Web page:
Ain't I a Feminist?: African American Men Speak Out on Fatherhood, Friendship, Forgiveness, and Freedom

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Overview

in't I a Feminist? presents the life stories of twenty African American men who identify themselves as feminists, centering on the turning points in their lives that shaped and strengthened their commitment to feminism, as well as the ways they practice feminism with women, children, and other men. In her analysis, Aaronette M. White highlights feminist fathering practices; how men establish egalitarian relationships with women; the variety of Black masculinities; and the interplay of race, gender, class, and sexuality politics in American society. Coming from a wide range of family backgrounds, ages, geographical locations, sexualities, and occupations, each man also shares what he experiences as the personal benefits of feminism, and how feminism contributes to his efforts towards social change. Focusing on the creative agency of Black men to redefine the assumptions and practices of manhood, the author also offers recommendations regarding the socialization of African American boys and the reeducation of African American men in the interest of strengthening their communities.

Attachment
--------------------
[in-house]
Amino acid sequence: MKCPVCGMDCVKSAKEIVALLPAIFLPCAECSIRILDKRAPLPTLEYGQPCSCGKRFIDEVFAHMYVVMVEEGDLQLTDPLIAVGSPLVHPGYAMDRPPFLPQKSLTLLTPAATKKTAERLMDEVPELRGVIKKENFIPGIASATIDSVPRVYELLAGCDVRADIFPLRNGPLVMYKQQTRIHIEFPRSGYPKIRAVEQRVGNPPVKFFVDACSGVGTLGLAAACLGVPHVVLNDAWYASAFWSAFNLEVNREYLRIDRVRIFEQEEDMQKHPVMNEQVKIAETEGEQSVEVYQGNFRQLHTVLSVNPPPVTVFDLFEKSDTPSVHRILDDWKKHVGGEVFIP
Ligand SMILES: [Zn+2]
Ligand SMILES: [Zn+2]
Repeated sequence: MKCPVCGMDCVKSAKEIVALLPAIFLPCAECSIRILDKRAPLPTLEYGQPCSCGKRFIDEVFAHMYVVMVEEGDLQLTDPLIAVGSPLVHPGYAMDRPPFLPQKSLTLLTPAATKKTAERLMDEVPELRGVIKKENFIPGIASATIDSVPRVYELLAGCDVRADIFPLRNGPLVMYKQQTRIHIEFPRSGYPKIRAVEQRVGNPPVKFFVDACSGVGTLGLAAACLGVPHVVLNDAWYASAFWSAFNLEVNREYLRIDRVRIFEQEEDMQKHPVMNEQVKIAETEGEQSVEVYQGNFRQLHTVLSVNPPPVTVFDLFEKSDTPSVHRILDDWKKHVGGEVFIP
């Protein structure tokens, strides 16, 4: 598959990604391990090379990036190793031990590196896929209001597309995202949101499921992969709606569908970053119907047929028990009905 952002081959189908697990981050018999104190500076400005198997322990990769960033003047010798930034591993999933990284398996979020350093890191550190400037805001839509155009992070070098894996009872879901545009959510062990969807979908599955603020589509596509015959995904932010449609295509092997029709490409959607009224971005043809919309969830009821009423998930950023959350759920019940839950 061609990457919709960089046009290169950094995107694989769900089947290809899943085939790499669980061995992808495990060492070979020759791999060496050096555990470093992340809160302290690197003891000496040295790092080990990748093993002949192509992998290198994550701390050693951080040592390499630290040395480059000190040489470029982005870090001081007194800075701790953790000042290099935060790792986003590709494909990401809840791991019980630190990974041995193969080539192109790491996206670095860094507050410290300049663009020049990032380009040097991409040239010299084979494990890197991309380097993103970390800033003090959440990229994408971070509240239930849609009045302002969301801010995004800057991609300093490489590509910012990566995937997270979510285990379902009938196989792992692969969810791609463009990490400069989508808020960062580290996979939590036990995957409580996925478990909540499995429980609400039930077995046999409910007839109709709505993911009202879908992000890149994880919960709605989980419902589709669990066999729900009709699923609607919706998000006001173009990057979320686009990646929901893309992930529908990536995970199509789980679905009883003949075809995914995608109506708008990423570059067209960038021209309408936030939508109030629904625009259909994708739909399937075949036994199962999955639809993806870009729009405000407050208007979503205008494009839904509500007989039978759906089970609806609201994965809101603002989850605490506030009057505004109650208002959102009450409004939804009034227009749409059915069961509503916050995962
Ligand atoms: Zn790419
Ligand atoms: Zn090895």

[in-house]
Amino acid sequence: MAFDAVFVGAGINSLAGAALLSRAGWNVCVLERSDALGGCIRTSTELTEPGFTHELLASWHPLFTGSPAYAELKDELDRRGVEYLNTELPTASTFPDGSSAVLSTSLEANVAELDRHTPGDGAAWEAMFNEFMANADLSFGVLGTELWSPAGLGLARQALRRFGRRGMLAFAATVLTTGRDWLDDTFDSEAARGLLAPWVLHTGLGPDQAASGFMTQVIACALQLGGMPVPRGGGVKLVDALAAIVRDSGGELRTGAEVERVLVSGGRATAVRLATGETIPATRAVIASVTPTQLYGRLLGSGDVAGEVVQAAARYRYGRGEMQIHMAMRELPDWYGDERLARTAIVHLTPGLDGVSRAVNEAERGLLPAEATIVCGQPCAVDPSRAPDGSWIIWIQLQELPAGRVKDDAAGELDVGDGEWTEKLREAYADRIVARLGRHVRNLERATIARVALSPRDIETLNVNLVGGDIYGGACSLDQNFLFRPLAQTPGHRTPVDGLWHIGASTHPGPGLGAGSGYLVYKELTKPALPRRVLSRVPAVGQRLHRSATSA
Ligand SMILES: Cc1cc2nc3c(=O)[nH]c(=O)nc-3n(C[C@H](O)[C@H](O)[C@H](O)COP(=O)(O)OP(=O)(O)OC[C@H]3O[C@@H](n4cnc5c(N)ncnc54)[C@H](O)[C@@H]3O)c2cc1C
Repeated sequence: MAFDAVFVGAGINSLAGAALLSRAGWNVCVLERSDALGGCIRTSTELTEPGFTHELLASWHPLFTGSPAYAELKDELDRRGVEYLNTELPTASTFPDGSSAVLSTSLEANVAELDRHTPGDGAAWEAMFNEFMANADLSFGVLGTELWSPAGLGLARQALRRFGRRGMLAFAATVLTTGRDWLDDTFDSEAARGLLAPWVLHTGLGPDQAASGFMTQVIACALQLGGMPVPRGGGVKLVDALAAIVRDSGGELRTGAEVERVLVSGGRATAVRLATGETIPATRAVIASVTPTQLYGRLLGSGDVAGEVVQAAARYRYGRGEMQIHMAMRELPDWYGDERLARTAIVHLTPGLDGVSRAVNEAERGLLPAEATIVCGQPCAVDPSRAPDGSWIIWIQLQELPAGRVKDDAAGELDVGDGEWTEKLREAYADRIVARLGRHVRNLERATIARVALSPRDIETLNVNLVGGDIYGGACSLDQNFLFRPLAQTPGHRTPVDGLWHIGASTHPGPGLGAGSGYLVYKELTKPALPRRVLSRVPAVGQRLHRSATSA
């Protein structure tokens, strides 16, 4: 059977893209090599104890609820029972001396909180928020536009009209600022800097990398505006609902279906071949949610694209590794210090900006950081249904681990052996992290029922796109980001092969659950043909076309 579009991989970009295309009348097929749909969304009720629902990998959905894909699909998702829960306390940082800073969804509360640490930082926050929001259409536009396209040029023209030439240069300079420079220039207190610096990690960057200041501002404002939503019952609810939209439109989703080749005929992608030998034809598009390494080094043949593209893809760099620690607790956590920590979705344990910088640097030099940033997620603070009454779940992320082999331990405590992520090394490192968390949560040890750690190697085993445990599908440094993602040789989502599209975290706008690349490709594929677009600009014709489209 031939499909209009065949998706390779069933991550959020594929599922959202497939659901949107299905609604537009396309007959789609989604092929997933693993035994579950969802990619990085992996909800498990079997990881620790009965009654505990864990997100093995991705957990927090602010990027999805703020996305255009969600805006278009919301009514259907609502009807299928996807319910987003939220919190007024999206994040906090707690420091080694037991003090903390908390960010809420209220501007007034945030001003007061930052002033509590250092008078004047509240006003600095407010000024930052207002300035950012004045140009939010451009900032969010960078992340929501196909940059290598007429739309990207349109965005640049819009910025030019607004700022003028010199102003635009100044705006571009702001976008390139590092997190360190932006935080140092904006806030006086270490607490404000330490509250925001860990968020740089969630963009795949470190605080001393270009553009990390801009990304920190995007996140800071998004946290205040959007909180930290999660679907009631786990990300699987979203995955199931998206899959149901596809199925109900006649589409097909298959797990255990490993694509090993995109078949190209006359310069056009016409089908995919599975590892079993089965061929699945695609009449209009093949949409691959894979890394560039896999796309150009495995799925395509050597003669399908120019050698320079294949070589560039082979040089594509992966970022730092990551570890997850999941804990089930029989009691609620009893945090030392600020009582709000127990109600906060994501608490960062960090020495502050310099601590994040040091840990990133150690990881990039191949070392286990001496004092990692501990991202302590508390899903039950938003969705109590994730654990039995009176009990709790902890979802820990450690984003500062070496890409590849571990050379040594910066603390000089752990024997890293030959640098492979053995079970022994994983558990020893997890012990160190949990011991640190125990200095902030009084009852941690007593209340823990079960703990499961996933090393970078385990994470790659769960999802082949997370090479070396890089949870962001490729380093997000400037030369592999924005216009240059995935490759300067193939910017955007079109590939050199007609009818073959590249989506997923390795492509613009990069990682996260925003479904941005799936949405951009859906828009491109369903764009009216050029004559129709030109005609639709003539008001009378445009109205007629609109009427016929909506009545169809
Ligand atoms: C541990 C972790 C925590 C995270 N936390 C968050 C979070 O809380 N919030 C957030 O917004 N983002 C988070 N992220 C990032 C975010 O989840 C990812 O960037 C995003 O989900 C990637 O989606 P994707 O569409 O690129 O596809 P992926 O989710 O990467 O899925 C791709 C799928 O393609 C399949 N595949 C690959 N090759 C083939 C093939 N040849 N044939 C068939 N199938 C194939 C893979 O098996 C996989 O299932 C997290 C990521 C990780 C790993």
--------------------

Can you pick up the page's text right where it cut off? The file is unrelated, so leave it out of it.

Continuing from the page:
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Editorial Reviews

From the Publisher
“[White’s] accounts of feminist men … expose the reader to a side of African American men that is often not available in the mainstream media, or even in academic literature.” — Sex Roles: A Journal of Research
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Product Details

  • ISBN-13: 9780791475676
  • Publisher: State University of New York Press
  • Publication date: 9/4/2008
  • Pages: 286
  • Product dimensions: 5.90 (w) x 9.10 (h) x 1.00 (d)

Meet the Author

Aaronette M. White is Associate Professor of Psychology at the University of California at Santa Cruz.

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Table of Contents

List of Tables

Preface: Can Black Men Be Feminists? From Healthy Doubt to Critical Acceptance

Introduction The Patriarchal Predicament

Ch. 1 Critical Black Feminist Intersections: Framing the Issues 1

Ch. 2 Biographical Sketches: The Sons of Sojourner Truth 12

Ch. 3 Pawns and Patriarchs: Challenging Assumptions About Power 31

Ch. 4 Turning Points: The Need and Willingness to Change 61

Ch. 5 Romantic Relationships with Feminist Women 84

Ch. 6 Platonic Friendships with Feminist Women 111

Ch. 7 Men as Friends, Brothers, and Lovers 134

Ch. 8 Sweet Daddy: Nurturing Interactions with Children 156

Ch. 9 Private Commitments, Public Actions 175

Conclusion: Can Black Men Really Be Feminists? 192

Appendix A Methodological Intersections and Considerations 202

Appendix B Interview Categories 209

Appendix C Historical and Contemporary Usage of the Terms "Feminist" and "Womanist" 211

Notes 213

References 233

Index 258

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